The government and unions representing public servants will attempt to resolve their salary dispute over two parallel processes in the next month. Picture: Karen Sandison/African News Agency(ANA)
The government and unions representing public servants will attempt to resolve their salary dispute over two parallel processes in the next month. Picture: Karen Sandison/African News Agency(ANA)

No end to deadlock between government, unions in public service salary dispute

By Loyiso Sidimba Time of article published May 16, 2021

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Loyiso Sidimba

Johannesburg - The government and unions representing public servants will attempt to resolve their salary dispute over two parallel processes in the next month.

The Public Servants Association (PSA) and the SA Policing Union (Sapu) have declared a dispute with the government at the Public Service Coordinating Bargaining Council (PSCBC).

Trade union federation Cosatu this week slammed the government and economists for pushing for a freeze of public servants’ salaries.

The country’s biggest federation described the government’s delay in improving its 0% offer to its employees as insulting.

”The failure by the government to pay nurses and other public servants their wage increases last year and the intransigent attitude they have adopted towards the current public service wage negotiations is regrettable and insulting, especially for the nurses that serve as front-line workers waging a war against a deadly disease,” Cosatu said in a statement.

According to the PSA, public servants have placed their lives at risk by ensuring that citizens have been taken care of during the Covid-19 pandemic and are still committed to continue serving citizens.

The union assured its 235 000 members that it will not allow public servants to be used as scapegoats for the maladministration and corruption perpetrated by the government.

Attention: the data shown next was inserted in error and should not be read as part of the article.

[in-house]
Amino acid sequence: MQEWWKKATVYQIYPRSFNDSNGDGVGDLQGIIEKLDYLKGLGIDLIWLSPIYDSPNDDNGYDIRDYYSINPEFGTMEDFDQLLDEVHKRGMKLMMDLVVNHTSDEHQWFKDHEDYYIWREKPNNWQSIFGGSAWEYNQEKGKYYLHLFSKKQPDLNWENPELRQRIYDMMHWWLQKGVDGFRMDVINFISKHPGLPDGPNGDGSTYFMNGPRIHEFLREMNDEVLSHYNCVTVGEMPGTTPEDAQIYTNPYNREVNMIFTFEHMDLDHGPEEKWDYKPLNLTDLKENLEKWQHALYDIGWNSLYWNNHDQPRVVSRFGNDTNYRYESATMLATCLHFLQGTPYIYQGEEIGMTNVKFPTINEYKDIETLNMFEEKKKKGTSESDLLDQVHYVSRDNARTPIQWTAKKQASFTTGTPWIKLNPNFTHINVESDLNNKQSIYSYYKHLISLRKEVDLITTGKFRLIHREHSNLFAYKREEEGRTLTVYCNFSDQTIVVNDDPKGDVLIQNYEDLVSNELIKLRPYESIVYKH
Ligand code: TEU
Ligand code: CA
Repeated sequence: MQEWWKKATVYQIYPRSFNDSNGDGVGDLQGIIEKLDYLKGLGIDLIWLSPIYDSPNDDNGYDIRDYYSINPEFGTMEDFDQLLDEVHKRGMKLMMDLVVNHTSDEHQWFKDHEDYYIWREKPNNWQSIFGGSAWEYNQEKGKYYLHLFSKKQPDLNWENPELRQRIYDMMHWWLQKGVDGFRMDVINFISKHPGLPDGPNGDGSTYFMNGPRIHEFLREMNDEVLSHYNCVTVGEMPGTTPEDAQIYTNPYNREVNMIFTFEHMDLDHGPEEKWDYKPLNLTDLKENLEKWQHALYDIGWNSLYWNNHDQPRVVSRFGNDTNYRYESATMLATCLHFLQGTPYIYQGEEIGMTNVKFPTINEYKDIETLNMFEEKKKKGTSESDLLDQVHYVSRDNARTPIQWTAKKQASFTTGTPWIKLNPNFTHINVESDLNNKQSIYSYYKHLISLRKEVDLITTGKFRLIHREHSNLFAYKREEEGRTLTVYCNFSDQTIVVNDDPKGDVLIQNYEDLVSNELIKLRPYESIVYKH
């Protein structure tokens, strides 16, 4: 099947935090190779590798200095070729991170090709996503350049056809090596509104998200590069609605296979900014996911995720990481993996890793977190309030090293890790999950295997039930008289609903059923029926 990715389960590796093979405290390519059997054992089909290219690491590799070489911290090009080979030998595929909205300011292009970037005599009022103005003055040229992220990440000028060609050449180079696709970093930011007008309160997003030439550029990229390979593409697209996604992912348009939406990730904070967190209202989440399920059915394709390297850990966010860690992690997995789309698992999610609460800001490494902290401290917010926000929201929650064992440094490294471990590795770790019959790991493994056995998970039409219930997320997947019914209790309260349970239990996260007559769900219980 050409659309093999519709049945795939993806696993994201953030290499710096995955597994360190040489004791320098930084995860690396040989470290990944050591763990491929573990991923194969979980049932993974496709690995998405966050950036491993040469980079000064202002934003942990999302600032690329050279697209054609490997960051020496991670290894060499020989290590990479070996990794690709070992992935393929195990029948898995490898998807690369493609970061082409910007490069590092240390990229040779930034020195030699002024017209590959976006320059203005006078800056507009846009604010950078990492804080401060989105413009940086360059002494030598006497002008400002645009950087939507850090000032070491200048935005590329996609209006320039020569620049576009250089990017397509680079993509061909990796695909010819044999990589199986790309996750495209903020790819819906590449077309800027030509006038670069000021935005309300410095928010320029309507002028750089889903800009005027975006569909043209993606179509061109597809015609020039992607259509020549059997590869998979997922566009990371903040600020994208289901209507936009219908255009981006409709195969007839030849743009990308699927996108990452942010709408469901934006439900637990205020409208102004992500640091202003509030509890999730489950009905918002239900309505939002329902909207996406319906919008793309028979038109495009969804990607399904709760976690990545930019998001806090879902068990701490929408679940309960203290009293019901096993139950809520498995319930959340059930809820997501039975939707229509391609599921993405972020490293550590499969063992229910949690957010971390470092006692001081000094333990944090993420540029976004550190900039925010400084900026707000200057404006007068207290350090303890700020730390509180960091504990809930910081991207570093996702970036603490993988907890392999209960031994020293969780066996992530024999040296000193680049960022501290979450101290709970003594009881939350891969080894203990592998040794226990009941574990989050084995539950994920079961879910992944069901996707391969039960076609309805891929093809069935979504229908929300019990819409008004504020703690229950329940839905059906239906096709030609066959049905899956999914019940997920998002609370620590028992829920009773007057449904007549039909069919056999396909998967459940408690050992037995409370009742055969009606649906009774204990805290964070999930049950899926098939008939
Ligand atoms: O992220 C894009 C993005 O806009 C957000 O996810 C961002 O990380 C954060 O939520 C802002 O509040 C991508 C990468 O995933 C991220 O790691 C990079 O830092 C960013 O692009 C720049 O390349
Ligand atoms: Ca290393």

A deadlock was declared on April 23, but the employer requested a special PSCBC meeting to appoint an independent facilitator, which the PSA objected to.

The PSA wanted to follow the PSCBC process meticulously to avoid any possible technicalities that might arise when a dispute is declared.

The government has been accused of making every attempt to frustrate the wage negotiation process and its continued delaying tactics, which have created a negative atmosphere during the talks.

Government employees are unhappy that they have not received salary increases for two consecutive years, which places an enormous financial constraint on their livelihoods.

The facilitation process scheduled for this week also did not yield any results and no substantive revised offer was tabled by the government.

The eight unions with PSCBC bargaining rights maintain that the government has not made any offer since March when it informed public servants that it would be freezing their pay.

The deadlock has forced Public Service and Administration Minister Senzo Mchunu to appeal to South Africans to assist the government to break the impasse.

President Cyril Ramaphosa has also assured unions that his administration is committed to resolving the wage dispute.

Public servants will square off against the government at the Constitutional Court in August to challenge its failure to increase their salaries last year.

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